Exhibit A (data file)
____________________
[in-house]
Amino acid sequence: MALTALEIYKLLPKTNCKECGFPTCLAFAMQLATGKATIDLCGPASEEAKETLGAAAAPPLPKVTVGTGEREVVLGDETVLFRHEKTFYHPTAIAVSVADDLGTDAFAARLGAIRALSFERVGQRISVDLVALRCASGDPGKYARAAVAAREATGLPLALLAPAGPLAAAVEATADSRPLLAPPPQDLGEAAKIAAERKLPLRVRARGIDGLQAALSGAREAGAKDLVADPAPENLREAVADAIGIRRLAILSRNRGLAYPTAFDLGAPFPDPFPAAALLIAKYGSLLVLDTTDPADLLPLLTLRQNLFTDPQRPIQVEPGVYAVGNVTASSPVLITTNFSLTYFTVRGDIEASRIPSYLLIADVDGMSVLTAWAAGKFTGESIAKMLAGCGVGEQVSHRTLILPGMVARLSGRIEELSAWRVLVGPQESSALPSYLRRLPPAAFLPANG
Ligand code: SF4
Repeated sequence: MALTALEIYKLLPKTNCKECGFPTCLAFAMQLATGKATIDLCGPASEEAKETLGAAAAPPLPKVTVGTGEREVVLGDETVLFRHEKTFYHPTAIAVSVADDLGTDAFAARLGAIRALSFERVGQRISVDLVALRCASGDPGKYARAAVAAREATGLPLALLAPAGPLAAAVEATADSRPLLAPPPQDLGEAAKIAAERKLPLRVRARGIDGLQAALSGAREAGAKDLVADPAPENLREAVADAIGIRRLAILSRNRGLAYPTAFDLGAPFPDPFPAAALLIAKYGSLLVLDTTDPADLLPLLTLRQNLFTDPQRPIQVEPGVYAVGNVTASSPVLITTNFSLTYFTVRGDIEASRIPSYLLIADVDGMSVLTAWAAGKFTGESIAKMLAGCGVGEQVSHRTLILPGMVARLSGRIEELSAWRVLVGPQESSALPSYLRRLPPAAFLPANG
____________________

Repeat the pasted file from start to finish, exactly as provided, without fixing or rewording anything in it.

[in-house]
Amino acid sequence: MALTALEIYKLLPKTNCKECGFPTCLAFAMQLATGKATIDLCGPASEEAKETLGAAAAPPLPKVTVGTGEREVVLGDETVLFRHEKTFYHPTAIAVSVADDLGTDAFAARLGAIRALSFERVGQRISVDLVALRCASGDPGKYARAAVAAREATGLPLALLAPAGPLAAAVEATADSRPLLAPPPQDLGEAAKIAAERKLPLRVRARGIDGLQAALSGAREAGAKDLVADPAPENLREAVADAIGIRRLAILSRNRGLAYPTAFDLGAPFPDPFPAAALLIAKYGSLLVLDTTDPADLLPLLTLRQNLFTDPQRPIQVEPGVYAVGNVTASSPVLITTNFSLTYFTVRGDIEASRIPSYLLIADVDGMSVLTAWAAGKFTGESIAKMLAGCGVGEQVSHRTLILPGMVARLSGRIEELSAWRVLVGPQESSALPSYLRRLPPAAFLPANG
Ligand code: SF4
Repeated sequence: MALTALEIYKLLPKTNCKECGFPTCLAFAMQLATGKATIDLCGPASEEAKETLGAAAAPPLPKVTVGTGEREVVLGDETVLFRHEKTFYHPTAIAVSVADDLGTDAFAARLGAIRALSFERVGQRISVDLVALRCASGDPGKYARAAVAAREATGLPLALLAPAGPLAAAVEATADSRPLLAPPPQDLGEAAKIAAERKLPLRVRARGIDGLQAALSGAREAGAKDLVADPAPENLREAVADAIGIRRLAILSRNRGLAYPTAFDLGAPFPDPFPAAALLIAKYGSLLVLDTTDPADLLPLLTLRQNLFTDPQRPIQVEPGVYAVGNVTASSPVLITTNFSLTYFTVRGDIEASRIPSYLLIADVDGMSVLTAWAAGKFTGESIAKMLAGCGVGEQVSHRTLILPGMVARLSGRIEELSAWRVLVGPQESSALPSYLRRLPPAAFLPANG